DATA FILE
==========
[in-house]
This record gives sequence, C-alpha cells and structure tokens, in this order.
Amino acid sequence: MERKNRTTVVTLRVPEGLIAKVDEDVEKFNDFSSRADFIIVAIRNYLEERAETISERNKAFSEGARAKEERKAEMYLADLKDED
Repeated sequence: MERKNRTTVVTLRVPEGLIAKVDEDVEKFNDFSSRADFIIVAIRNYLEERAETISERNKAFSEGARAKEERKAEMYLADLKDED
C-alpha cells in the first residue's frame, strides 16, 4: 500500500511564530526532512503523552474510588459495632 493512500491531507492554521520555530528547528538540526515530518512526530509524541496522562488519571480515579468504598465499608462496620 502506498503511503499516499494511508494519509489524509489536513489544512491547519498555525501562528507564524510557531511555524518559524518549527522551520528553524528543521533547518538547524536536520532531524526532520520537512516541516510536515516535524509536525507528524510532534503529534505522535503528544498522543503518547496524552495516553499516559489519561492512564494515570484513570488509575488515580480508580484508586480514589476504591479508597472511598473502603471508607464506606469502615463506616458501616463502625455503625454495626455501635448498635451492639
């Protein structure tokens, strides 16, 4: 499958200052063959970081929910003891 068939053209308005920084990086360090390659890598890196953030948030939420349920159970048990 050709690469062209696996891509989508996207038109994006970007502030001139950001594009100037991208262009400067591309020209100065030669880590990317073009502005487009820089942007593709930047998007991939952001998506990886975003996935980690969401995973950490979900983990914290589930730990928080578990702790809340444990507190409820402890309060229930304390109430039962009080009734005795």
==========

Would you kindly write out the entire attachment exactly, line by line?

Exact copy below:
[in-house]
This record gives sequence, C-alpha cells and structure tokens, in this order.
Amino acid sequence: MERKNRTTVVTLRVPEGLIAKVDEDVEKFNDFSSRADFIIVAIRNYLEERAETISERNKAFSEGARAKEERKAEMYLADLKDED
Repeated sequence: MERKNRTTVVTLRVPEGLIAKVDEDVEKFNDFSSRADFIIVAIRNYLEERAETISERNKAFSEGARAKEERKAEMYLADLKDED
C-alpha cells in the first residue's frame, strides 16, 4: 500500500511564530526532512503523552474510588459495632 493512500491531507492554521520555530528547528538540526515530518512526530509524541496522562488519571480515579468504598465499608462496620 502506498503511503499516499494511508494519509489524509489536513489544512491547519498555525501562528507564524510557531511555524518559524518549527522551520528553524528543521533547518538547524536536520532531524526532520520537512516541516510536515516535524509536525507528524510532534503529534505522535503528544498522543503518547496524552495516553499516559489519561492512564494515570484513570488509575488515580480508580484508586480514589476504591479508597472511598473502603471508607464506606469502615463506616458501616463502625455503625454495626455501635448498635451492639
């Protein structure tokens, strides 16, 4: 499958200052063959970081929910003891 068939053209308005920084990086360090390659890598890196953030948030939420349920159970048990 050709690469062209696996891509989508996207038109994006970007502030001139950001594009100037991208262009400067591309020209100065030669880590990317073009502005487009820089942007593709930047998007991939952001998506990886975003996935980690969401995973950490979900983990914290589930730990928080578990702790809340444990507190409820402890309060229930304390109430039962009080009734005795």